We don't have all the answers, but we can share our experiences and our understandings of the world. Soif you think back and, I'm sure you've done a lot of reflection on your past experiences in spiritual and religious communities, are there any that you feel comfortable sharing just to tell us a little bit about because you mentioned the nonsensical religious experiences and you're really young and then you became Muslim and now you practice Zen Buddhism.

Are there parts of that you'd like to share with us to give us a little bit more insight into your, what your experience was like, the good and the bad, whatever you want to share. 

Amanda: Sure. Sure. So the first thing, which is being raised in as a Jehovah's Witness, which was just a a closed loop system. We weren't like cults that go live off and by themselves, but we kept to ourselves I was raised to not. Like I wasn't allowed to have friends in the world. We called it the world, right? The rest of the world, because they were all going to be destroyed, right?

God was going to get rid of all of them and we had to keep ourselves pure. And yeah I, wasn't like at school, I would go to school. I wasn't allowed to like. Hang out with other kids when we'd never celebrated holidays. So if there was holidays in the class, I would go to the library and sit by myself.

We were apolitical, so no saluting the flag, no voting, none of it. And. Our primary focus was this ministry work that we felt was our calling and everything revolved around it. We went to our little church for three days a week. We, and then on the weekends we would go door to door and talk to people about the Bible.

And this was just what I did from the time I could walk, and it was a very powerful indoctrination. And I think the thing that played Into, my own kind of spiritual crisis with that religion was the end time stuff because, we, I was told when I started kindergarten that I might not even get through that year.

And then the end was going to come, right? And then I was told you're not even going to make it through high school and my parents actively. Asked me, not asked. I was not allowed to go to college. They didn't want me to go to college because my time should have been spent, should be spent, according to them, going door to door, trying to convert people before the end comes.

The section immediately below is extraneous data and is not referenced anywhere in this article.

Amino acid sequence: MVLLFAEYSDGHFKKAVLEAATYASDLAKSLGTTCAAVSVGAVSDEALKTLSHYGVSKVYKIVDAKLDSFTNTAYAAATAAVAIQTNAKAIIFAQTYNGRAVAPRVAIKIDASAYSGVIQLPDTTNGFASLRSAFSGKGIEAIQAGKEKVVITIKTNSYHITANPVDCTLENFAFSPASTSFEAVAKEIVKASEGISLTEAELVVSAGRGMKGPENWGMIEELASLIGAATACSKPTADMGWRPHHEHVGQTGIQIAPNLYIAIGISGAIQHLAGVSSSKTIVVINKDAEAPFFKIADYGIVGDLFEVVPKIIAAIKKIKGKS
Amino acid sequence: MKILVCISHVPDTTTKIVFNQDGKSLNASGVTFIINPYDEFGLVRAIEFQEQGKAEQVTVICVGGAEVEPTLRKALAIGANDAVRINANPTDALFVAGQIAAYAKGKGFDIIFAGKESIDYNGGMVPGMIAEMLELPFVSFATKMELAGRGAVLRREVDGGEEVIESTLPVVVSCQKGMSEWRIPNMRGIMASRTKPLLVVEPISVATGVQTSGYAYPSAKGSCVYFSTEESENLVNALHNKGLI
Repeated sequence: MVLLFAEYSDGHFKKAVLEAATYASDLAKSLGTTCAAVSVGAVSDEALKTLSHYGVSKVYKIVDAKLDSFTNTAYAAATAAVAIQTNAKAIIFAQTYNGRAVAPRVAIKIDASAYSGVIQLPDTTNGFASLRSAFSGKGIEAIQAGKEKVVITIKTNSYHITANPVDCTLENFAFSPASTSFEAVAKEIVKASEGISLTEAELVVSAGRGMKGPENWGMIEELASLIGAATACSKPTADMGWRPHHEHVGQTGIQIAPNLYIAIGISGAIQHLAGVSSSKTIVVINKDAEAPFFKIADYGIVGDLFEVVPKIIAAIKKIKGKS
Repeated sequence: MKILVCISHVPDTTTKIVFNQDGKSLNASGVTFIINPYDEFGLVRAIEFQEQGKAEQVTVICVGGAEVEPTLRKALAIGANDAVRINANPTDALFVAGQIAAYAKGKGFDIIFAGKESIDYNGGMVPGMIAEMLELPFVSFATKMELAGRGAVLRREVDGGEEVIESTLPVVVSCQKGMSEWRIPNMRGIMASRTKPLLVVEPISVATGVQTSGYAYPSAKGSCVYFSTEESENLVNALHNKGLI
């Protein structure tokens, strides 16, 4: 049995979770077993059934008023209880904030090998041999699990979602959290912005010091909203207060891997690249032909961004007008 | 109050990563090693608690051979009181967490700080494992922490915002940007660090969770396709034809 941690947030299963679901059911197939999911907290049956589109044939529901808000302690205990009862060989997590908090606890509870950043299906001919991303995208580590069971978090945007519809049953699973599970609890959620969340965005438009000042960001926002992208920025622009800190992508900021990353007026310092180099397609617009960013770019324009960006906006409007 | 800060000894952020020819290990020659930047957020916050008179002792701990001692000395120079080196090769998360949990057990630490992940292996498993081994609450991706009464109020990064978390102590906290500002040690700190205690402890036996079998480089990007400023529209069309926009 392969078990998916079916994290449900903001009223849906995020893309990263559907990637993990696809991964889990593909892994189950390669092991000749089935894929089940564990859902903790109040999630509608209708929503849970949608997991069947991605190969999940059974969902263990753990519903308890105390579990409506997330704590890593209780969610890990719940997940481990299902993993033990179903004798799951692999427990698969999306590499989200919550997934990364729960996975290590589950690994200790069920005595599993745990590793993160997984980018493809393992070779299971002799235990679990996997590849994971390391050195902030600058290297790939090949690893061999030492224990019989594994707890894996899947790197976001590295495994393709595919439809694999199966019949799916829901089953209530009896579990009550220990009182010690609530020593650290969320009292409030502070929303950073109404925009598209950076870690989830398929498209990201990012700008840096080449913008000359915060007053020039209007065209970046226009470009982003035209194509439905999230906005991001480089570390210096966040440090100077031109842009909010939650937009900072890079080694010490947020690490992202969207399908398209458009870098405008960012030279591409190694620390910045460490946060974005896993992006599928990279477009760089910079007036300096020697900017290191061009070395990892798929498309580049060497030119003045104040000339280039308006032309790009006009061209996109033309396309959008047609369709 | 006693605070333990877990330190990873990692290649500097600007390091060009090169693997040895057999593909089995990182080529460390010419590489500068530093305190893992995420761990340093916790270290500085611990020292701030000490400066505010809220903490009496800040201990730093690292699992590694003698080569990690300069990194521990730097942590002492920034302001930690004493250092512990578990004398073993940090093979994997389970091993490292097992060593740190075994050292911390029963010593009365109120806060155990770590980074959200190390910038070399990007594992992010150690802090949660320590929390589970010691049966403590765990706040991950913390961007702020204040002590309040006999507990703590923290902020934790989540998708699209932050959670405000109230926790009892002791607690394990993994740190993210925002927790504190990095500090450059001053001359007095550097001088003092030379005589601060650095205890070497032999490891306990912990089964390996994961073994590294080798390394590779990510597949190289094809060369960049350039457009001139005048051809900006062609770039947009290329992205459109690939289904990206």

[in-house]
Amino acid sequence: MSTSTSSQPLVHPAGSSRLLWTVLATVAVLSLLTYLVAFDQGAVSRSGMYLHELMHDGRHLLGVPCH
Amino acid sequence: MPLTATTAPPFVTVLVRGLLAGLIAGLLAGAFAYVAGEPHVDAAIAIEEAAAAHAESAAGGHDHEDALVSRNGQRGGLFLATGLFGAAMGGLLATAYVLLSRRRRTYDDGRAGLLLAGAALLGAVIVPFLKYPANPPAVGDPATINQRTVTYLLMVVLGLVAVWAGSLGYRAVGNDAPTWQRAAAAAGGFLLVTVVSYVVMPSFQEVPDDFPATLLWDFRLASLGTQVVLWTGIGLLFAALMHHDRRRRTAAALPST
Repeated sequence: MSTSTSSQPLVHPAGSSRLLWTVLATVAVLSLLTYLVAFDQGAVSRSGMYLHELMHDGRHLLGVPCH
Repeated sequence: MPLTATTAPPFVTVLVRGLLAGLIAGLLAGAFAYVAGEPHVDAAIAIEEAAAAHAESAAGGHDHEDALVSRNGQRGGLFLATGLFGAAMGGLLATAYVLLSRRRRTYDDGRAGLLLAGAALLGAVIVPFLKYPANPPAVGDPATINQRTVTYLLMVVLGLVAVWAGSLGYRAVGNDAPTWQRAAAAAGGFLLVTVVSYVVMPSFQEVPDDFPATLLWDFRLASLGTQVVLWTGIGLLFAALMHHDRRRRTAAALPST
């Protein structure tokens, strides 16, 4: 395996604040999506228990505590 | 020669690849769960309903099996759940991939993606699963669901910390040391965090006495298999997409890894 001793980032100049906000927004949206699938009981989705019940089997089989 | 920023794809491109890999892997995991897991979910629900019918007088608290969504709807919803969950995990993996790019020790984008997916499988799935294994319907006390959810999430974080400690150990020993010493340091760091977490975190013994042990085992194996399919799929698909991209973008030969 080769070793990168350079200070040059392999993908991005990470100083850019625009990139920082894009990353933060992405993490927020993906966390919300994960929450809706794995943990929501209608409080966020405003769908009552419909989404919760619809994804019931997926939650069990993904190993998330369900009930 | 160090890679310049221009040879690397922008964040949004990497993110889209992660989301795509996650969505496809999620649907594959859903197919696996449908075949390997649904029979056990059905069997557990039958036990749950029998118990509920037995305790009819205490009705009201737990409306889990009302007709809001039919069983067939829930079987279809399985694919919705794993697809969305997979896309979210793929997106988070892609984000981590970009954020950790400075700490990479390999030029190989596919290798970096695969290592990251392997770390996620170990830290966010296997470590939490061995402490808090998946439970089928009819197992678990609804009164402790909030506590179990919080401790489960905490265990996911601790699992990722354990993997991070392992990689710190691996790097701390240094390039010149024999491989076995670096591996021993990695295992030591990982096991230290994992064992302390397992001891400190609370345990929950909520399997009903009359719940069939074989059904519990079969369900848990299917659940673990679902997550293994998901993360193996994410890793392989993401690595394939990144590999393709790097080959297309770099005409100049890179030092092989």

Soit was a very oppressive environment. And of course I look back and knowing who I am now, I'm almost 50 and knowing myself and as a small kid and being this just super weird, creative, quirky little kid that just is so interested in so many things and then having to live inside that box.

And I remember struggling so hard, trying to like, deal with the reality that these people that I knew who weren't part of our religion, we're just all gonna die, because they wouldn't be part of our religion and how it just didn't compute. But because I didn't have any other alternative or choice, and because I was indoctrinated, I also didn't know how to challenge that idea.

When I finally left that, I drifted around, I tried all kinds of things. I actually went on a little mission to explore. I would go to the library, and I actually checked the Quran out from the library at that time. I think I was like 22, 23. But I would like, check out holy books from the library.

I would like, Randomly walk into churches and sit in their services, just checking stuff out. And thenby the time I was 25, I was really, I, knew I wanted to be part of a religion and I wanted to be part of religious community. And at that point, I began actively seeking, like, where do I want to land?

And. I met my husband at work. He's from Pakistan and Muslim. And I remember the first time I met him, I was like, Oh, this guy's really cool. He told me he's from Pakistan. And so I went home and I Googled Pakistan. Or actually Google wasn't even invented. It was Yahoo. Back then. I went on the internet.

Yeah. And there are two things on the Pakistani website of any interest to me. One was cricket. And one was. And I was like, Oh, Islam. I knew about, it vaguely. I had checked it out of the Quran out of the library. And then one of my old co workers was a black Muslim. And I remember he and I used to have really interesting theological discussions.